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Use Chemicals

How many languages can you read the word danger in?  How about flammable or toxic?   If it’s more than three you are above average, but you would still need a warning label to be printed in one of those three languages.  Are you willing to bet your health or even your life on that?  However, while you probably never thought about where they come from, you probably know what these mean:

These pictograms are designed to be intuitive and warn you of a potential threat.  However they are only a part of a larger universal classification and labelling system which identify and classify dangerous chemicals. This system called the Globally Harmonized System of Classification and Labelling of Chemicals (GHS), and is actually a true success story of international cooperation.  

The need for something like the GHS comes from a simple fact; we are constantly using chemicals in our everyday lives in some way or another. They are in our soap, our medicines, our clothes and even our food. They are also part of many industrial processes used to develop products that we use every day to make our lives easier, safer and more comfortable. These chemicals are purchased and shipped from all over the world and differences in language and labelling could make exposure to them very dangerous.   

So, back in the early 90s the international community recognized that if chemicals are going to be shipped and used worldwide, it would be best if everyone knew how to recognize what was what. Working internationally through cooperation between the United Nations, the International Labour Organisation (ILO), and the Organisation for Economic Co-operation and Development (OECD), the GHS was developed to classify and label chemicals according to their level of hazard.  It was adopted and began implementation back in 2002.  Currently GHS covers 68 countries around the globe from Argentina, Bolivia, Brazil or the US, to the European Union, Switzerland, Gambia, Nigeria, Senegal, Zambia, Australia, China, Indonesia or the Philippines. 

The way the system works is simple.  Once a chemical is classified in one country as carcinogen, toxic or flammable according to the GHS criteria, it is labelled according to the GHS and is then identified as such in all countries using the system.

The economic impact for manufacturers is huge since they do not have to conform to different classification and labelling criteria.  But most importantly, workers in all 68 countries enjoy the same level of protection thanks to universally agreed classification criteria and hazardous communication element, which includes instantly recognizable pictograms, signal words and hazard statements.  These identify the degree and level of the chemical’s hazard, from that of a skin irritant to possible organ damage. So anyone who manufactures, stores, transports, handles or uses these chemicals can identify the hazards posed and apply the appropriate protection measures.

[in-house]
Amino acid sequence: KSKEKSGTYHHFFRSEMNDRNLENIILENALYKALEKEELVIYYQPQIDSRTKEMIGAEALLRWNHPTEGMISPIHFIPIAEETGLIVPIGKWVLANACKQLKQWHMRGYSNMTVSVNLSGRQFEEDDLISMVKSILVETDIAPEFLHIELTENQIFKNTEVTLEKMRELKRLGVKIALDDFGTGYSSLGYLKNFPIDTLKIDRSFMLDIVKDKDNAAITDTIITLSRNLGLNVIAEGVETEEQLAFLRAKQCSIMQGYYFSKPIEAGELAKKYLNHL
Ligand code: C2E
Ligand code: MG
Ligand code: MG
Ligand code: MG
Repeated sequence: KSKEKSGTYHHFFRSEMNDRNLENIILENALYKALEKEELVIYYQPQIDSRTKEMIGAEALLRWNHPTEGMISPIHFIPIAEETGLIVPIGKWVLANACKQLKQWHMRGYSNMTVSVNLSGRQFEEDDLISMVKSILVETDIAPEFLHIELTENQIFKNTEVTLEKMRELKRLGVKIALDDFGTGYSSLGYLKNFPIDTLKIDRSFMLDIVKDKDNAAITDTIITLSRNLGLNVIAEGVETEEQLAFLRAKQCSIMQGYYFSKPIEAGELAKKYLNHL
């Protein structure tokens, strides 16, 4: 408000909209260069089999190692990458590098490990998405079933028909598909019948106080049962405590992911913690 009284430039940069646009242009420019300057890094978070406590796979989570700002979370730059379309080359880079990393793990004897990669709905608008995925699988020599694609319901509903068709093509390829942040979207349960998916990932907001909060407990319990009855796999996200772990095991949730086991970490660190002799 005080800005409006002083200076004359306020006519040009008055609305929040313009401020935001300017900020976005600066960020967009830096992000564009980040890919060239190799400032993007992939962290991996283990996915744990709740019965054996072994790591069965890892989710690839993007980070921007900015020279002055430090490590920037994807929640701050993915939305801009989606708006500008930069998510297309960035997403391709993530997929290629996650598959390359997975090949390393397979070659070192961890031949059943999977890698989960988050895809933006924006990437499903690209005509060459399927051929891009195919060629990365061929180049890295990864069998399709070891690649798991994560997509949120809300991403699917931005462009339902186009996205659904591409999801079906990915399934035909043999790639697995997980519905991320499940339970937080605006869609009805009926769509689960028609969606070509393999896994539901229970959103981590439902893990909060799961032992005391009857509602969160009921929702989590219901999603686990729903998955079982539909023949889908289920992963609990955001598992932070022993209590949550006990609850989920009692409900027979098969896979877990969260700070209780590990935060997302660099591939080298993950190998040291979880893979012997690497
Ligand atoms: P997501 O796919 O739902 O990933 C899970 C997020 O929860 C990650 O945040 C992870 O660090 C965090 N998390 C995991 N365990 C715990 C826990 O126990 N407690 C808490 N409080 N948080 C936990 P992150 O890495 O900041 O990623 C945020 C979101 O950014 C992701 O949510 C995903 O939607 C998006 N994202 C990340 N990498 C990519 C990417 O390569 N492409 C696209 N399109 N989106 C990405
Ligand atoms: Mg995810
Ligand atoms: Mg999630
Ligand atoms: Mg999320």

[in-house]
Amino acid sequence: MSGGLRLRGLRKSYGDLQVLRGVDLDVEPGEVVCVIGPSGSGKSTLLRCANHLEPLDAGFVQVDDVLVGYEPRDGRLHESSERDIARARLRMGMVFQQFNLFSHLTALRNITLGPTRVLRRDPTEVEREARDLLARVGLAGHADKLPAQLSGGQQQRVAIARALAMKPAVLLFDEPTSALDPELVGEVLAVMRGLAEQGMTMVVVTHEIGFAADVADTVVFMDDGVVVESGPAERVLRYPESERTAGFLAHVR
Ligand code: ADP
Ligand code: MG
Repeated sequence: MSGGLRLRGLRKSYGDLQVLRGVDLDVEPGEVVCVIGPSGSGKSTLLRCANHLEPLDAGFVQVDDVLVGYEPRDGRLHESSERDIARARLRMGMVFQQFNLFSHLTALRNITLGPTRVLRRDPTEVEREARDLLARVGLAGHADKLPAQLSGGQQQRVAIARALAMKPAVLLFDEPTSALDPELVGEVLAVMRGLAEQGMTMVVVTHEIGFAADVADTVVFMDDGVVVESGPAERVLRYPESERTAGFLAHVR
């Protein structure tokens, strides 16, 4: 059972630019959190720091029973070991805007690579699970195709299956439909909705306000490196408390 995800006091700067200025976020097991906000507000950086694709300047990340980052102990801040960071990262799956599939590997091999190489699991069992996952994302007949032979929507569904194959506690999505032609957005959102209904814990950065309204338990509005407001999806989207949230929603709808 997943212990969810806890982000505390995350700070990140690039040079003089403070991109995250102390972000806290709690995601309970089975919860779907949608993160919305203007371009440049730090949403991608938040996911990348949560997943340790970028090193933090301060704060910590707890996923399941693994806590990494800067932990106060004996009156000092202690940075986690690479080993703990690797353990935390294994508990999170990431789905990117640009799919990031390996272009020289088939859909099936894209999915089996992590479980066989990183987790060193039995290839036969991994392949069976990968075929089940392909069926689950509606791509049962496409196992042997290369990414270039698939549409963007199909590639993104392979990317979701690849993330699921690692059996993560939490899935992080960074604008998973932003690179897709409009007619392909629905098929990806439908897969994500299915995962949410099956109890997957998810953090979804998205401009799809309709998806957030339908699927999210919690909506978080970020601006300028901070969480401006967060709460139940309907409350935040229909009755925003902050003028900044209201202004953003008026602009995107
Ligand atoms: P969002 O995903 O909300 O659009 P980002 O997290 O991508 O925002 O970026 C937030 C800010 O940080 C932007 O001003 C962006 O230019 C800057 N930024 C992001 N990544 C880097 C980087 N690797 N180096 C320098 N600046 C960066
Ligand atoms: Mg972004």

You may actually be aware of one aspect of this system without knowing it. If you live in a country which uses GHS not only in industrial settings but in domestic use as well, you have probably seen the pictograms although though you may never have wondered where they come from.  For example, you’ve probably seen the skull and crossbones symbol on a cleaning product.  That is actually one of the pictograms meaning toxic.

Or you may have seen a picture of a flame on the side of a can of lighter fluid telling you that it is flammable. The pictograms are only part of the GHS system of course.  They are meant to be a flashing red light that says you should read this label or be aware of this danger.  The details of the danger the product or chemical poses are in the standardized warning.  However, before even reading the warning beneath the skull and crossbones, most people are aware of the nature of the threat because the pictogram is intuitive.   If you see skull and crossbones, don’t drink it.  

Thanks to GHS, those same pictograms are what you would see in any country applying the system to the same products, would it be Switzerland, New Zealand or Thailand.  Today, the UNECE participates in the GHS by providing secretarial services and by contributing to implementation though its own relevant chemical safety legal instruments.  This system is another way these types of international agreements keep us safe, sometimes without use even realizing it.